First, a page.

Monday, March 21, 2016


my silence is not acquiescence;
do not mistake it for weakness or languor
or label me as pacifist

for I have drawn back my bow, back bent and ready
to let loose more arrows than could ever be counted,
their edges sharp, their feathers bloody

we are not pawns to be moved about haphazardly
in this horrific game of chess, its invisible players
hiding behind bastardized philosophies and awful grins

they are not invincible;

they, too, are mortal and afraid, 
yet they are trying to murder my country
with their wicked politics and a multitude of sins

they are trying to kill my husband
with the churn and burn of Big Pharma 
they are trying 

to smother him with neglect
O, but he is wing├ęd and rare
and we are bright with battle

we shall not allow 
our selves to be swallowed 
by this terrible maw of hopelessness

those who love us well join hands to build a raft,

to keep our heads above an angry tide,
to help us float on the sad debris
our tattered hearts have left behind

bring us now tender hummingbirds, a bounty of butterflies 
to carry our spirits, so heavy with dew
if we could only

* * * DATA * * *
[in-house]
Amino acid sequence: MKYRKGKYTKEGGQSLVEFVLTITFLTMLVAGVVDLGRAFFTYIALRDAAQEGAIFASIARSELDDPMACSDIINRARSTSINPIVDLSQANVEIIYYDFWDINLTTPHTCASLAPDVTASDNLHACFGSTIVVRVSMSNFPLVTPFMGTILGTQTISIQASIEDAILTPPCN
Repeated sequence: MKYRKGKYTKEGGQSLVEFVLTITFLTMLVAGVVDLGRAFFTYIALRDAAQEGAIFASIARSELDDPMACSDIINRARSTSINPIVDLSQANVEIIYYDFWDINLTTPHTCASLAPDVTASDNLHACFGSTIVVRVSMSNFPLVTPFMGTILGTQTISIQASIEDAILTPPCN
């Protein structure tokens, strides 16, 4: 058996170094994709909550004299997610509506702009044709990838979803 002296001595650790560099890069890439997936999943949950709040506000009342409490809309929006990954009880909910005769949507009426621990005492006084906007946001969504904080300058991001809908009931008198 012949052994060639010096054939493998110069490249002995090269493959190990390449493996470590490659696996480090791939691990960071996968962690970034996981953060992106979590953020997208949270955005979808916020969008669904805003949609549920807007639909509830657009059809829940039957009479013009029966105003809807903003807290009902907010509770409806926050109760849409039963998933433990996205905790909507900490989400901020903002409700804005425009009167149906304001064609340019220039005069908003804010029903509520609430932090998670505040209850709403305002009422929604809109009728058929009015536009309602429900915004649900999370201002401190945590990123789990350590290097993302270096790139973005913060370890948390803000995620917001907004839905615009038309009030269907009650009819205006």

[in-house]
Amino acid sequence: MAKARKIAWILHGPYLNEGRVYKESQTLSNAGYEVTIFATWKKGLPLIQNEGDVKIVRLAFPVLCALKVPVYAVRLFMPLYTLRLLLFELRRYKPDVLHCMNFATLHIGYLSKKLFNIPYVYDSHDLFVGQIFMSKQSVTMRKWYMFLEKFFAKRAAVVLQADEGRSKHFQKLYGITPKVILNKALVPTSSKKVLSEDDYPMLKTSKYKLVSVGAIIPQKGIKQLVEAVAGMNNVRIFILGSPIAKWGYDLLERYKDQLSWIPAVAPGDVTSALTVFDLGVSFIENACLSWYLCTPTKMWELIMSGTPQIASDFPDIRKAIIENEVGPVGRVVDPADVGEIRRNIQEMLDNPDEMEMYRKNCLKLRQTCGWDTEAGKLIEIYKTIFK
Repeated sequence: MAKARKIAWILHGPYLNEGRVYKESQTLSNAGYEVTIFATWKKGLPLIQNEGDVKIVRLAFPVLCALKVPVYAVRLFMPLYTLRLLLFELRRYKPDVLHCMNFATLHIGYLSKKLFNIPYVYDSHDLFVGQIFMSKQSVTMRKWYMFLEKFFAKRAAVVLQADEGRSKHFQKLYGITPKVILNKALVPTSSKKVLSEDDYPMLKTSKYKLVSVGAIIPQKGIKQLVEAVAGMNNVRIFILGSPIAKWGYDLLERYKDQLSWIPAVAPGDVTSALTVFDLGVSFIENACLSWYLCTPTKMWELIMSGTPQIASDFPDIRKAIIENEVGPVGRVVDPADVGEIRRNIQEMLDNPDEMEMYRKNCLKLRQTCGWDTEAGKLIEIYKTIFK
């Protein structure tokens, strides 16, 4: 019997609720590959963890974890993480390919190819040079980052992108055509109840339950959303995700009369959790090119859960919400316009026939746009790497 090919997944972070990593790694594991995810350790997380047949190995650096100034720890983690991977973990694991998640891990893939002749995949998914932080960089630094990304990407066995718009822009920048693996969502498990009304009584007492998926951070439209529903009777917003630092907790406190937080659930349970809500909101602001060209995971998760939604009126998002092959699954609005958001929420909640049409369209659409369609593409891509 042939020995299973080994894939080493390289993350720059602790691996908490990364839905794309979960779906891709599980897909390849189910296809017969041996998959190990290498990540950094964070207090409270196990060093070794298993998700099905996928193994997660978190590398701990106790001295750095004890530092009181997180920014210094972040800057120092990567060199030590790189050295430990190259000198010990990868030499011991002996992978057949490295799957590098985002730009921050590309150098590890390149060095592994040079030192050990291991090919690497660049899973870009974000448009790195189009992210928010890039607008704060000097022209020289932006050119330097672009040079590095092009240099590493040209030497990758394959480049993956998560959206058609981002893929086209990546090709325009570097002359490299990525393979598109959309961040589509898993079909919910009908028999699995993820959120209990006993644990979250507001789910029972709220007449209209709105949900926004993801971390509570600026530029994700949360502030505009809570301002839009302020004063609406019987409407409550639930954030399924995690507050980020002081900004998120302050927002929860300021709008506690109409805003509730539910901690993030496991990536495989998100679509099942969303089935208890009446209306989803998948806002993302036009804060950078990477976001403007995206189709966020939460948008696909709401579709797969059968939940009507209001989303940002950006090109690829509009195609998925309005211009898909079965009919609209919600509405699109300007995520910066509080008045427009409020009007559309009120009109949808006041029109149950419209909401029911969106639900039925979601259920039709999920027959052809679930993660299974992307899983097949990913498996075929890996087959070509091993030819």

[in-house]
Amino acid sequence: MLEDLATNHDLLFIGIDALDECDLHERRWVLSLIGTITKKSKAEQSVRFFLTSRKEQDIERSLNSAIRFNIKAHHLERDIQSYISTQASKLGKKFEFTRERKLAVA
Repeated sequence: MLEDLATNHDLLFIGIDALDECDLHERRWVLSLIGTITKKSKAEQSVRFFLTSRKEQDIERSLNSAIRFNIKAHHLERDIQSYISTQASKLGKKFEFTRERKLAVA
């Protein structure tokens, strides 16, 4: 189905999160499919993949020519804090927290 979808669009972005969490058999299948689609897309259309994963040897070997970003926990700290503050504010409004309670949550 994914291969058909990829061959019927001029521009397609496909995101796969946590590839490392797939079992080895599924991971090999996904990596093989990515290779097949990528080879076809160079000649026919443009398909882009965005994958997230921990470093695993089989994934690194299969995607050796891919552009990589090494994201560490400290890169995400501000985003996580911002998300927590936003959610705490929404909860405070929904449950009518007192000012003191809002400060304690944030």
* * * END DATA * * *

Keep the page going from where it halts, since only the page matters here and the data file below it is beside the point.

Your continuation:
brush aside a river finds its blush

Author notes:

"brush aside a river finds its blush"
This is a line from the poem "elemental drumming" by Danny Beatty, 
my husband; it is used with his express permission.

For deeper understanding and to clarify, 
I had two emergency surgeries done at the end of October; 
shortly afterwards, my husband was diagnosed with cancer.

“There are people everywhere who form a Fourth World, or a diaspora of their own. They are the lordly ones. They come in all colours. They can be Christians or Hindus or Muslims or Jews or pagans or atheists. They can be young or old, men or women, soldiers or pacifists, rich or poor. They may be patriots, but they are never chauvinists. They share with each other, across all the nations, common values of humour and understanding. When you are among them you know you will not be mocked or resented, because they will not care about your race, your faith, your sex or your nationality, and they suffer fools if not gladly, at least sympathetically. They laugh easily. They are easily grateful. They are never mean. They are not inhibited by fashion, public opinion or political correctness. They are exiles in their own communities, because they are always in a minority, but they form a mighty nation, if they only knew it." - Jan Morris, from "Trieste and The Meaning of Nowhere"